CAIRO (Reuters) - The verdict in the trial of former Egyptian President Hosni Mubarak, charged with ordering the killing of protesters in the uprising that swept him from power, will be delivered on June 2, the judge said on Wednesday.
“We have vowed to speak the truth. We are committed to this vow,” Judge Ahmed Refaat said. “It is a commitment that justice and truth will be our constitution.”
Former Interior Minister Habib al-Adli and six other senior police officers also face charges of ordering the killing of protesters during the 18-day uprising that toppled Mubarak, when about 850 people died. The prosecution is seeking the death sentence for Mubarak, Adli and four of the others.
Mubarak and his two sons are also standing trial on charges of corruption.
Refaat said the session in which he will read the verdict would be open to media and broadcast live. Apart from the opening few sessions, the trial has been kept off the air.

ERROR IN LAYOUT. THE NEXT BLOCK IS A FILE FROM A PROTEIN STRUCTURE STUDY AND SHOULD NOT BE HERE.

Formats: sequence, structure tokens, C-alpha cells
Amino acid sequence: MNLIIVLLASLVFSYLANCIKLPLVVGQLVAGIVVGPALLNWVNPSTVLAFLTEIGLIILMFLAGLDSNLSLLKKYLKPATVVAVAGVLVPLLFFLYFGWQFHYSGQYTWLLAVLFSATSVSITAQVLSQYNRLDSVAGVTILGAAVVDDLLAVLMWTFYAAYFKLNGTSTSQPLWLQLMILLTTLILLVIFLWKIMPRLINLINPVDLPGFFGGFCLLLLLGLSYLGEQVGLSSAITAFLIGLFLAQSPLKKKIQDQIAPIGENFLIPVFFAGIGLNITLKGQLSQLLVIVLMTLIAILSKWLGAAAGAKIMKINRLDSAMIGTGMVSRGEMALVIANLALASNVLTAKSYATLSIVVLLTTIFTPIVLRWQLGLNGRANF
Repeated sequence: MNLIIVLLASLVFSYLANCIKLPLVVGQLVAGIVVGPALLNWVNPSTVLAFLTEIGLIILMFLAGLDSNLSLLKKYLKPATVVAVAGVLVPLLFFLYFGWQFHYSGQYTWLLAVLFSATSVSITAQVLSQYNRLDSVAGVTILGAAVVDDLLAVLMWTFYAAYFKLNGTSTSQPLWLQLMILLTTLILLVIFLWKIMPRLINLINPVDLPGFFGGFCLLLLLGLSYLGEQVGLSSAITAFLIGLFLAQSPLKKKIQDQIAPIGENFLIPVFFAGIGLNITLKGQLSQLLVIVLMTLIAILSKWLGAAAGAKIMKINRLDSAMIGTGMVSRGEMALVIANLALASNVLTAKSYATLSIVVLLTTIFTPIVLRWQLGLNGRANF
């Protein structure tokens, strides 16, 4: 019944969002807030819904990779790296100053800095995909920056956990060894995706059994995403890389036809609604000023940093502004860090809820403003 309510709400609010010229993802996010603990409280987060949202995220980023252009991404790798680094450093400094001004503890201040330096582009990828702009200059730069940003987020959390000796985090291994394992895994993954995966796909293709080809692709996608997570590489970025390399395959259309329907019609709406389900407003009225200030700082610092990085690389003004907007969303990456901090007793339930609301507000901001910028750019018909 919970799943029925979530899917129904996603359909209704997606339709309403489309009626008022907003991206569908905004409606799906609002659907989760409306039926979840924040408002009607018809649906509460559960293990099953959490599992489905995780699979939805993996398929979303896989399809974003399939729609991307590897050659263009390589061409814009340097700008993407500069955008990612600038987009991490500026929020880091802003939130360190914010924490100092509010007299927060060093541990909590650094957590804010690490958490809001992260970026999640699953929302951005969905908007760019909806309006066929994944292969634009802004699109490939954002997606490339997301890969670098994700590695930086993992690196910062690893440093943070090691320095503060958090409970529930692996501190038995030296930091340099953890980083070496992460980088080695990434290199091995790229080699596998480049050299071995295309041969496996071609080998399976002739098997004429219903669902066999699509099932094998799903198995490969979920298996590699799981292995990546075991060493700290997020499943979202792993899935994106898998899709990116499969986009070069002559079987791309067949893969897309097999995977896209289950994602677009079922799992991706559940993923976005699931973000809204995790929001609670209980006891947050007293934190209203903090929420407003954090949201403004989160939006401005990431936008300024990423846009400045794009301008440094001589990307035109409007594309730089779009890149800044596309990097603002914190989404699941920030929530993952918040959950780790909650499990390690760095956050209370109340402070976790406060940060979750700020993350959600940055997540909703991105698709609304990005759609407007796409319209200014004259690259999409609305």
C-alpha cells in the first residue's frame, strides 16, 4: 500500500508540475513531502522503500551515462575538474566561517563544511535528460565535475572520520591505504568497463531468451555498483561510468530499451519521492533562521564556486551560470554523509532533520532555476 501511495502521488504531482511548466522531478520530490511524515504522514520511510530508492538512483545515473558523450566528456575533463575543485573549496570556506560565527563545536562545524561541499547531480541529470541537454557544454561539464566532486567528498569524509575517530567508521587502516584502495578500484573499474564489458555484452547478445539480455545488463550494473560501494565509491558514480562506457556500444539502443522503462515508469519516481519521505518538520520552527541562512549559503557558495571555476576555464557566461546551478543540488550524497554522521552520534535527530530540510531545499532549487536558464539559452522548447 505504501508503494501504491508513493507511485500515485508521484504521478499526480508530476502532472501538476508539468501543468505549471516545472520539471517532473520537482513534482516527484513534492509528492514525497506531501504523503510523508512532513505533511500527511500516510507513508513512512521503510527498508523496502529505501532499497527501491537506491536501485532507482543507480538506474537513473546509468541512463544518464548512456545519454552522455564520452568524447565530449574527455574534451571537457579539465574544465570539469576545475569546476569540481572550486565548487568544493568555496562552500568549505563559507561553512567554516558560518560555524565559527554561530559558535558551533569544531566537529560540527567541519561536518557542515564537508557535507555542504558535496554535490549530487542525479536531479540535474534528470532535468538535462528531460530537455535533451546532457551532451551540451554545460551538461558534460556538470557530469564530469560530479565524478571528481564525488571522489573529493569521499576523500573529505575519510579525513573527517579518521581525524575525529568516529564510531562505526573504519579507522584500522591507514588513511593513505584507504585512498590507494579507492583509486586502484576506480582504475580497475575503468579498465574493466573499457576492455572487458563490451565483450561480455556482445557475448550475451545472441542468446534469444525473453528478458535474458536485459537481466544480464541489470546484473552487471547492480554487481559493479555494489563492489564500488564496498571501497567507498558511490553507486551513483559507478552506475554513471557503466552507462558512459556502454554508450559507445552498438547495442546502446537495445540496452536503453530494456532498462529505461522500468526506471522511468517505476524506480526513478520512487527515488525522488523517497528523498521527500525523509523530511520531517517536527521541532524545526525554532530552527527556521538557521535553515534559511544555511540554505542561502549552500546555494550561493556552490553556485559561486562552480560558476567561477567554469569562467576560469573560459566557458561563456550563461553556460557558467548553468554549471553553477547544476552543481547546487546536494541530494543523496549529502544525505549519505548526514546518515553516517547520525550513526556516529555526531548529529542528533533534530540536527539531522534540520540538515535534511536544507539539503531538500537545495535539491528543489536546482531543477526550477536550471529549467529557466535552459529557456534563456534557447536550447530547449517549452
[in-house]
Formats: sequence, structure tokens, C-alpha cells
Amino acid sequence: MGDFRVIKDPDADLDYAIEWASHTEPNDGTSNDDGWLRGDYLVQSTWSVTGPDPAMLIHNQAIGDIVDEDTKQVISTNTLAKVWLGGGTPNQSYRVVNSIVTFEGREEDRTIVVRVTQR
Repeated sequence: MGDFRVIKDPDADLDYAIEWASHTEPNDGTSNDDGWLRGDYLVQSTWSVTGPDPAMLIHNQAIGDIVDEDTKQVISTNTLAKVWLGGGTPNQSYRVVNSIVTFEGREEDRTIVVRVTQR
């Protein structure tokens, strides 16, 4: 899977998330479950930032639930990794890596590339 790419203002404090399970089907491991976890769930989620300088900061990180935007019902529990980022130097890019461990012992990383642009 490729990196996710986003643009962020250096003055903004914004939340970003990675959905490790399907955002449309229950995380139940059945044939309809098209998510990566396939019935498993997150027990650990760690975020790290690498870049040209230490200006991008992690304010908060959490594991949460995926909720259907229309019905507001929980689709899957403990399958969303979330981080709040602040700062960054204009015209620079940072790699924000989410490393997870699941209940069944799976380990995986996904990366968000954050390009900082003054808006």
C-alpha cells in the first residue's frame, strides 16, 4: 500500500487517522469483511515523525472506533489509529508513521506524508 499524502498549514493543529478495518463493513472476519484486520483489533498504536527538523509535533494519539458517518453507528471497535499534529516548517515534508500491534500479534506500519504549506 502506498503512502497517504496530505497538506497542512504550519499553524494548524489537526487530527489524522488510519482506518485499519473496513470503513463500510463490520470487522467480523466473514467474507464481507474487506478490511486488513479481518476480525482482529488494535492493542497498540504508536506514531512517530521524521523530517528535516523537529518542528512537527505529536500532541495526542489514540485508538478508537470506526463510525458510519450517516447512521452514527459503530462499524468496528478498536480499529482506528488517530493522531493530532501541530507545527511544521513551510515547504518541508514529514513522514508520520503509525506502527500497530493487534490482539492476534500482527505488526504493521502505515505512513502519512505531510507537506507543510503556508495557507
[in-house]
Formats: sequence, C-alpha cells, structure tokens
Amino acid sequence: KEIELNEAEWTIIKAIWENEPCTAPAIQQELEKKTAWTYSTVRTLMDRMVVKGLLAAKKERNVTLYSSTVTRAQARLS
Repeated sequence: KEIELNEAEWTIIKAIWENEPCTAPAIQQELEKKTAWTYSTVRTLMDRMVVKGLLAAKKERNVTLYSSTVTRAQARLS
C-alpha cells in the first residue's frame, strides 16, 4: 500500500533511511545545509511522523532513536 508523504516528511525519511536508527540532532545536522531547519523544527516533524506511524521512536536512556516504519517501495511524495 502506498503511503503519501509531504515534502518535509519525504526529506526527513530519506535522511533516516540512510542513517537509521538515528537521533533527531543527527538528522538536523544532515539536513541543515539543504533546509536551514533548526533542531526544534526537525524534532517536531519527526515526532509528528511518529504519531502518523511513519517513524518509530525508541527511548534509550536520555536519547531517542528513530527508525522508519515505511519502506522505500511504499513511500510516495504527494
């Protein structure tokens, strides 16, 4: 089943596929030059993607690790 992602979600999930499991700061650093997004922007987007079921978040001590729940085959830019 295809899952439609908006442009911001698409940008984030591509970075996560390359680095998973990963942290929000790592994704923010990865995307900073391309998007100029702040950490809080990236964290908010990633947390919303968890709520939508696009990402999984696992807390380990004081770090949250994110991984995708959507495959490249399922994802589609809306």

Mubarak said he had nothing to add to his lawyer’s defense. “I have no comment. I will suffice with what the lawyer has to say,” he said.
On the final day of the trial, Adli told the court the killing was the work of foreign conspirators who fired from rooftops at protesters to spark a confrontation with police.
“There was a foreign plot that targeted Egypt and which cooperated with agents inside. This plot did not rely only on foreigners but also on people from within,” he added.
Adli said his police force had only used internationally recognized methods for handing protests.
Writing by Marwa Awad and Tom Perry; Editing by Patrick Werr and Peter Graff